Thursday, April 4, 2013

"Brooklyn English" by Ange Mlinko


The liftoff from a rooftop coop
distant thunder of the icemaker
child in a tenement stairwell
a cement echo in the art deco
shambles: these are not the
terms to discern a sentence by,
except a sentence that wraps
its back in a negative embrace
against you, made a fence.
It is a sentence so philosophical
naturally asymptotic butterflies
shudder to land on obvious
subjects, topiaries.
(Monarch migration season
a Lincoln-slept-here glamour
to the rose-of-sharon.)
Perennials flare out of lots
in which legs of chairs
suspended in the tangle extrude
hidden toys in the foliage
and last blossoms like teacup sets
smashed till only odd ones left.
When tractor trailers roar past
tripping anti-theft alarms
we all cease to speak, honoring
the uncertain fate awaiting things
whose words retain the sound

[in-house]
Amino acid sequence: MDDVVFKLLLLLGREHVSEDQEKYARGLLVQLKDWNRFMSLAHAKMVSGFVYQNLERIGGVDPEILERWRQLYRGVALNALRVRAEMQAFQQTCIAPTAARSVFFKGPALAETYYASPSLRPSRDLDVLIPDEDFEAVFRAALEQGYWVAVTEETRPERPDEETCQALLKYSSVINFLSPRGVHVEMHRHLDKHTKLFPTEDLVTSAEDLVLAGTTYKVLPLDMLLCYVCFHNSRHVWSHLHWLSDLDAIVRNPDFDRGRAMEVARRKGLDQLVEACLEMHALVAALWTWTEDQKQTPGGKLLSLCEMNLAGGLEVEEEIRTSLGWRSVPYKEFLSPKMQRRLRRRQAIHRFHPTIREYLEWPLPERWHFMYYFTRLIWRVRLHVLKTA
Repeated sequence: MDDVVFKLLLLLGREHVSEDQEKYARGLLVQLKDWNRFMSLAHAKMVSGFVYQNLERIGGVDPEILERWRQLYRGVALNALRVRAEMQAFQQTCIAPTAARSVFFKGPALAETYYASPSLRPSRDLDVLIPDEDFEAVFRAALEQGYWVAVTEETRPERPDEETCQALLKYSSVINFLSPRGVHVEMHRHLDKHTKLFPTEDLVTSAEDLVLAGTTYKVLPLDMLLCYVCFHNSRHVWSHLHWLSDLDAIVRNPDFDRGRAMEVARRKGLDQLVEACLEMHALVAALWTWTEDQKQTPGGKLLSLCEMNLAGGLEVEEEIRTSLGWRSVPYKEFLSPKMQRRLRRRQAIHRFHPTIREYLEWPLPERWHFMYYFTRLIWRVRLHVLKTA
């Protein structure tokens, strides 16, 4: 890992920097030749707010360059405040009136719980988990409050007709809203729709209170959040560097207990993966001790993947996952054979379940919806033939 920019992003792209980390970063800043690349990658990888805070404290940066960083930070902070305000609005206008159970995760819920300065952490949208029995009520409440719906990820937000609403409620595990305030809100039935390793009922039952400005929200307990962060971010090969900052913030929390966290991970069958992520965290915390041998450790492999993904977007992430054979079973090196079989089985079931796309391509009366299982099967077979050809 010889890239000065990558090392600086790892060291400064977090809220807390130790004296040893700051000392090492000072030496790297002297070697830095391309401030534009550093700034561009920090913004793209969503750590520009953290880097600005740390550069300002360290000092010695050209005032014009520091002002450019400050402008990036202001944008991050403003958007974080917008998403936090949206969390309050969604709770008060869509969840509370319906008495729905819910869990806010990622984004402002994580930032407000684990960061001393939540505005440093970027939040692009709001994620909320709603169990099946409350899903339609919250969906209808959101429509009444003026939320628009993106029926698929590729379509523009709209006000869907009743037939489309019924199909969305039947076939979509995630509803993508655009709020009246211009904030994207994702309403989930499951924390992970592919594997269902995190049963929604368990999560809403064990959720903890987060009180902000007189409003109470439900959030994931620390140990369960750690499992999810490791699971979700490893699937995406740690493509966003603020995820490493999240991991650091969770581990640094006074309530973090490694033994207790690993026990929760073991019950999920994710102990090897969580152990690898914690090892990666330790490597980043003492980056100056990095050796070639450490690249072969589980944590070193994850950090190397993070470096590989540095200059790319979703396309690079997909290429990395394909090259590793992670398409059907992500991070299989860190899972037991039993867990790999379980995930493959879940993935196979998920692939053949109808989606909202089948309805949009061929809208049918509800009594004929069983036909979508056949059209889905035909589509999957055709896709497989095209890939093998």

of  verse: victoria, brougham, caleche. . . .
The sky has an ardor for clouds,
avatars of lambs when lambs
populated the vocabulary.
Take the treated flannel cloth
that in jewel blue'll rub the smears
out of the lenses, put on glasses.
Spiderwebs on underside buttresses.
But now, reader, get ready for
a real scene of horror:
There's not a word demanded of you
by all this air and leafery.  Not a word.

Source of the text - Ange Mlinko, Shoulder Season.  Minneapolis: Coffee House Press, 2010, pp. 78-79.

Bourguignomicon: Sound-scene & semidoggerel. The poet seeks more challenging verse by writing unimpeachable leafery: “echo in the art deco,” “jewel blue’ll.”

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